In early April, Mali’s Conference of National Understanding recommended that the government negotiate with the jihadists in the north, or at least with Malian nationals Iyad Ag Ghali and Amadou Kouffa. At the time, I wrote a bit about the idea here on the blog. Yesterday I did a follow-up of sorts for Global Observatory, looking at how Malian politicians and commentators are debating the proposal – and at how the debate has continued even after France and Malian President Keita expressed their opposition to the idea.
I’ve written two pieces on Nigeria recently, addressing very different topics. One, at The Maydan, looks at Shi’ism and anti-Shi’ism in Nigeria. The other, at World Politics Review, looks at the politics surrounding the question of President Muhammadu Buhari’s health. If you read either or both, I welcome your comments below.
In September, Cambridge University Press published my first book, which is called Salafism in Nigeria: Islam, Preaching and Politics. I haven’t written much about the book here on the blog, but I have written a few posts elsewhere that deal with issues covered in the book. The most recent post is a conceptual “introduction” to the book, which went up at the Social Science Research Council’s The Immanent Frame blog yesterday. That post deals with the idea of “canon” – the main argument of the book is that Salafism, in Nigeria and around the world, is animated by a canon of texts that includes not just the Qur’an and the hadith literature, but also a great deal of relatively recent material.
Other posts related to the book include:
- A post outlining part of the history of (non-jihadi) Salafism in Nigeria, published at the Council on Foreign Relations’ Africa in Transition blog
- A post on Saudi Arabia’s influence in Nigeria, published in the Washington Post’s Monkey Cage blog
- A post discussing the Salafi-jihadi thinker Abu Muhammad al-Maqdisi’s influence on Boko Haram founder Muhammad Yusuf, published at Jihadica
I’m hoping to write a bit more here on the blog about the book soon, but these posts treat some of the key themes in the book.
Call me crazy, but even though al-Qaida is supposedly the quintessential “Salafi-jihadi” group, I think that a lot of people in the al-Qaida fold, even fairly prominent leaders, don’t really care about Salafi theology. That is, they’re either unaware or uninterested in the kinds of purity tests that doctrinaire Salafis, and theologically-minded jihadis, put to other Muslims.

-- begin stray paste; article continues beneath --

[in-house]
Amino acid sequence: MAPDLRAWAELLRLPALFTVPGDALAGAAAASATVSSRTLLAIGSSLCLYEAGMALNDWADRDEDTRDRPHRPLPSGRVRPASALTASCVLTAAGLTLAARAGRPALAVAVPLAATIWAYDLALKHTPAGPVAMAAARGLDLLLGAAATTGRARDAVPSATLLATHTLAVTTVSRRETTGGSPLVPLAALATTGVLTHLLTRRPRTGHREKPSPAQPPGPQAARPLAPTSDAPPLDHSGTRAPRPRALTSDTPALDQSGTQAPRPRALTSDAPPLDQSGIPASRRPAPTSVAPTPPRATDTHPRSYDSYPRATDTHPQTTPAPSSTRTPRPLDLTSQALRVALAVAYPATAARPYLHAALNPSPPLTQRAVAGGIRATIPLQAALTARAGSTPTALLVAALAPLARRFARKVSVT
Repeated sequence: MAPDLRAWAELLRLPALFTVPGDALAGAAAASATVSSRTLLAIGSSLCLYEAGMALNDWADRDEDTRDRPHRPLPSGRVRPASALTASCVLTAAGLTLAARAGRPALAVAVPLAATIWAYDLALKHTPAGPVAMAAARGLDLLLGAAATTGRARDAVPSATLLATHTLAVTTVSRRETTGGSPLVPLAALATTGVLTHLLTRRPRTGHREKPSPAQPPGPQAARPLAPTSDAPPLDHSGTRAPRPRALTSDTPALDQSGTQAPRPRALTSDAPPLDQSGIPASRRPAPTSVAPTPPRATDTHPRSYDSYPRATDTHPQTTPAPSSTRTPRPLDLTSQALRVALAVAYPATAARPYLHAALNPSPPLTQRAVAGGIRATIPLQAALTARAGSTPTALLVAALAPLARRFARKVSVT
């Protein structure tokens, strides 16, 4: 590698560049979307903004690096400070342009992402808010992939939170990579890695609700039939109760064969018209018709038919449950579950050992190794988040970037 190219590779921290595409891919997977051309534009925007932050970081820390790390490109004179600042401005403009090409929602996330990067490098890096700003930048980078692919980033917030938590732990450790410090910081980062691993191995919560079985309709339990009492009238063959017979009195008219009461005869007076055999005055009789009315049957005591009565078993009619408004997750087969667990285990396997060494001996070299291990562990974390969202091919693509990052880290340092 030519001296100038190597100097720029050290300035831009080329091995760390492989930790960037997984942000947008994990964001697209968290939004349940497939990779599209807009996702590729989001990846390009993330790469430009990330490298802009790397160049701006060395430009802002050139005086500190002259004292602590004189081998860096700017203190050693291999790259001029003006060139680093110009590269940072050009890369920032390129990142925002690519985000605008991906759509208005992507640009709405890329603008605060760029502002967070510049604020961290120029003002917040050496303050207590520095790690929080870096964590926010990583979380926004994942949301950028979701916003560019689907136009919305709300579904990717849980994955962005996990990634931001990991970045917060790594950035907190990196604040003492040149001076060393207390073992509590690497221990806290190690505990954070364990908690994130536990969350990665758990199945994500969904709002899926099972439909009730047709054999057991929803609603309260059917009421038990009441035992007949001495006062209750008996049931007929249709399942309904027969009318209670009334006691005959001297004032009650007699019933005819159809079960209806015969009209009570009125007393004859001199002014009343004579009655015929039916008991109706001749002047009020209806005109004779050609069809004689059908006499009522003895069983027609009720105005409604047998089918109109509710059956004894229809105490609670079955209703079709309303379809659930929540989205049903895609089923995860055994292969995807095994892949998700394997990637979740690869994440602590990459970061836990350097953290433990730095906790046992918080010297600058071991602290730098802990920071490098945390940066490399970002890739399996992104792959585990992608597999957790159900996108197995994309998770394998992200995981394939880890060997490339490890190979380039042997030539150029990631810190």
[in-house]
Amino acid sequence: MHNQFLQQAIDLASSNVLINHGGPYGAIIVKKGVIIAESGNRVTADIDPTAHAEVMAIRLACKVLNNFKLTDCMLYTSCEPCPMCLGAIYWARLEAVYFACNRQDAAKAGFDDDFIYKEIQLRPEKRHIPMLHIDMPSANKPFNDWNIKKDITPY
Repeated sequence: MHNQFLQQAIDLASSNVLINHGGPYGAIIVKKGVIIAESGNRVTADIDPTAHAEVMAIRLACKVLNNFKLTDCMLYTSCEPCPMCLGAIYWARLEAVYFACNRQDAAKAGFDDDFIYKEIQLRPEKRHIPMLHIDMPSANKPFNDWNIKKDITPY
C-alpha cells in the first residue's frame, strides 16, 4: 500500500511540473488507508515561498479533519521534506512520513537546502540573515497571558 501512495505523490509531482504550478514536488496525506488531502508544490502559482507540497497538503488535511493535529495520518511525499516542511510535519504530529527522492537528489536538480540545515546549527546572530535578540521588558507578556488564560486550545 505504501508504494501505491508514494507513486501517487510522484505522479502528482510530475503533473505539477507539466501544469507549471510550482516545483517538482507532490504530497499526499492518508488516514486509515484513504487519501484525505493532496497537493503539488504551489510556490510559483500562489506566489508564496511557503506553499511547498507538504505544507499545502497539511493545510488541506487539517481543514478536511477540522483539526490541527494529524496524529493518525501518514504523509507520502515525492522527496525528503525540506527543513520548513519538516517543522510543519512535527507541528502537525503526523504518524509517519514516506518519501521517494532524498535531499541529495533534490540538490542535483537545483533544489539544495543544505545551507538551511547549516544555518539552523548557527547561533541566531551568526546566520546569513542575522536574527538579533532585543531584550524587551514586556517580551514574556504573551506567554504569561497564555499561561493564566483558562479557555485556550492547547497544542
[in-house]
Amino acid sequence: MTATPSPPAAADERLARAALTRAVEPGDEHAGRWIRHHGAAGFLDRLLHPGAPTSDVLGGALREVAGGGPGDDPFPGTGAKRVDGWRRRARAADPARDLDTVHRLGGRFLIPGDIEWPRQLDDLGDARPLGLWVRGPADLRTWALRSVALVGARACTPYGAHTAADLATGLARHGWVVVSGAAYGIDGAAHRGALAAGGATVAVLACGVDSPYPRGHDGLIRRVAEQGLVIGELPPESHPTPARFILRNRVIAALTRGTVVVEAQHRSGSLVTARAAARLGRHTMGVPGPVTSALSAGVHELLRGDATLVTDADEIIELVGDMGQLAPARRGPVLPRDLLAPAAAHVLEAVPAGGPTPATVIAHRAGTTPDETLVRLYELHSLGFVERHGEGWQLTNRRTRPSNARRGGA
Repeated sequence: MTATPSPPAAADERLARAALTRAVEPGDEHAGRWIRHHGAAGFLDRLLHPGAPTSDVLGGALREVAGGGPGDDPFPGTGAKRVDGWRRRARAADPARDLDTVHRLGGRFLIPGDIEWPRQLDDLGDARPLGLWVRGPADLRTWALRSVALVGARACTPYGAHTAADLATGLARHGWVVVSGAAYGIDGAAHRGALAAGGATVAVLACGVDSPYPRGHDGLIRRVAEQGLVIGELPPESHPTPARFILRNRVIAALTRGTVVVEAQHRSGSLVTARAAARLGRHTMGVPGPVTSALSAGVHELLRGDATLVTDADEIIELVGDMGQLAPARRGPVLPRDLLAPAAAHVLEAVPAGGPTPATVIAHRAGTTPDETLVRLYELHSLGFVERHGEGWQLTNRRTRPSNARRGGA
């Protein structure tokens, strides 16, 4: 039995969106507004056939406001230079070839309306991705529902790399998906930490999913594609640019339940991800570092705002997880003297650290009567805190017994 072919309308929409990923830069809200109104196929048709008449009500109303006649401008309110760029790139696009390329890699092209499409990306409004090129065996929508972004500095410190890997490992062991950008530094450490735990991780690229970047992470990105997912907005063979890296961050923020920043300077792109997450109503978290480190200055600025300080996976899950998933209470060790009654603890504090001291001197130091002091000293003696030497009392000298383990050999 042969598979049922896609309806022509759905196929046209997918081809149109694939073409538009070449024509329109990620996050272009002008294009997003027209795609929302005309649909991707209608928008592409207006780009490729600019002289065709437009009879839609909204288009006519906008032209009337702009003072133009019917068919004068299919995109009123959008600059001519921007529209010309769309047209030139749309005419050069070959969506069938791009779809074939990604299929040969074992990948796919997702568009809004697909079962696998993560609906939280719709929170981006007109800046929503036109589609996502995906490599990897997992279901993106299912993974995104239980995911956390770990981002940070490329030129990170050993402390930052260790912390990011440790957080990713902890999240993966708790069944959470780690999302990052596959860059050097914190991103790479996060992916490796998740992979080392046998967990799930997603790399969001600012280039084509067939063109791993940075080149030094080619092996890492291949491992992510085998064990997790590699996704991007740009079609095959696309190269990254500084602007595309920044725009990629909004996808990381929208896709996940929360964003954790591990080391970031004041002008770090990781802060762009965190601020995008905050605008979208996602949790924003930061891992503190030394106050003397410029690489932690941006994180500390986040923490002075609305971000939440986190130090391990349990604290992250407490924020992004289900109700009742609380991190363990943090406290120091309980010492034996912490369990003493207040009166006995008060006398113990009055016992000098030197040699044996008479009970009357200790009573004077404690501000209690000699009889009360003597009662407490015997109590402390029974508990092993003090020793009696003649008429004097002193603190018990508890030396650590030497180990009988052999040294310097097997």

A good example of one al-Qaida leader’s disinterest in Salafism appears in an interview (Arabic, .pdf, p. 4) that Malian national Iyad Ag Ghali recently gave to an al-Qaida publication. Just last month, Ag Ghali publicly and formally became head of a new jihadist formation in the Sahara, Jama’at Nasr al-Islam wa-l-Muslimin (The Group for Supporting Islam and Muslims). The new group is formally part of al-Qaida and the al-Qaida affiliate al-Qaida in the Islamic Maghreb (AQIM). In the interview, Ag Ghali nonchalantly discusses two issues that would give doctrinaire Salafis considerable pause: his career as a nationalist rebel leader in the 1990s (which involved negotiations with the Malian government), and his long relationship with the global Muslim missionary organization Jama’at al-Tabligh.
Both issues arise in Ag Ghali’s answer to the interviewer’s request for his biography. Ag Ghali divides his life into stages, and among them is: “the stage of negotiations with the Bamako regime in 1991, which produced the first agreement with the Malian government.” Ag Ghali describes the agreement, and the resulting situation “between war and peace” in the 1990s, dispassionately. He voices no regret over what many theologically-minded jihadis would view as a real problem: his willingness to enter into agreements with various regimes that hardline jihadis would consider infidels, and his prioritization of a nationalist struggle over a religious one at that time. It is true that al-Qaida has repeatedly considered and perhaps pursued agreements or truces with different governments, including possibly those in Mauritania and Yemen, but Ag Ghali doesn’t even attempt to frame his past behavior as something that advanced the cause of jihad. There is no indication that he repents for his nationalist past. His attitude is in real tension with the frequently invoked jihadi doctrine of al-wala’ wa-l-bara’, or exclusive loyalty toward Muslims and complete disavowal of those considered non-Muslims.